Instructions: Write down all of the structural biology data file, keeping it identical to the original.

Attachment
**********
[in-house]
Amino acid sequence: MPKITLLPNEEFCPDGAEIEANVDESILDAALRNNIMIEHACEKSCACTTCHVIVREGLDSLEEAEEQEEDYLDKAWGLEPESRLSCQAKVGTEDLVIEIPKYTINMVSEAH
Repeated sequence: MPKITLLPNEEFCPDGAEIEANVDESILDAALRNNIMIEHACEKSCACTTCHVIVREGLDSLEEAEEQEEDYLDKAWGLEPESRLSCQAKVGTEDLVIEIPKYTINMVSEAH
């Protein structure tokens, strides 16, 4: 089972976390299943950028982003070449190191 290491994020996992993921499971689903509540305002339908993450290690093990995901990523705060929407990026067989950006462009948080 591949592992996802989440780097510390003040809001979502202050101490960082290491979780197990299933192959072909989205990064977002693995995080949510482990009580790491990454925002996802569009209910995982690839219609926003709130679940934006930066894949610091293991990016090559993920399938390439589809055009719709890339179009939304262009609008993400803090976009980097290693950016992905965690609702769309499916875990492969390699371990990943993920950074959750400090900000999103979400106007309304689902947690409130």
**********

[in-house]
Amino acid sequence: MPKITLLPNEEFCPDGAEIEANVDESILDAALRNNIMIEHACEKSCACTTCHVIVREGLDSLEEAEEQEEDYLDKAWGLEPESRLSCQAKVGTEDLVIEIPKYTINMVSEAH
Repeated sequence: MPKITLLPNEEFCPDGAEIEANVDESILDAALRNNIMIEHACEKSCACTTCHVIVREGLDSLEEAEEQEEDYLDKAWGLEPESRLSCQAKVGTEDLVIEIPKYTINMVSEAH
């Protein structure tokens, strides 16, 4: 089972976390299943950028982003070449190191 290491994020996992993921499971689903509540305002339908993450290690093990995901990523705060929407990026067989950006462009948080 591949592992996802989440780097510390003040809001979502202050101490960082290491979780197990299933192959072909989205990064977002693995995080949510482990009580790491990454925002996802569009209910995982690839219609926003709130679940934006930066894949610091293991990016090559993920399938390439589809055009719709890339179009939304262009609008993400803090976009980097290693950016992905965690609702769309499916875990492969390699371990990943993920950074959750400090900000999103979400106007309304689902947690409130």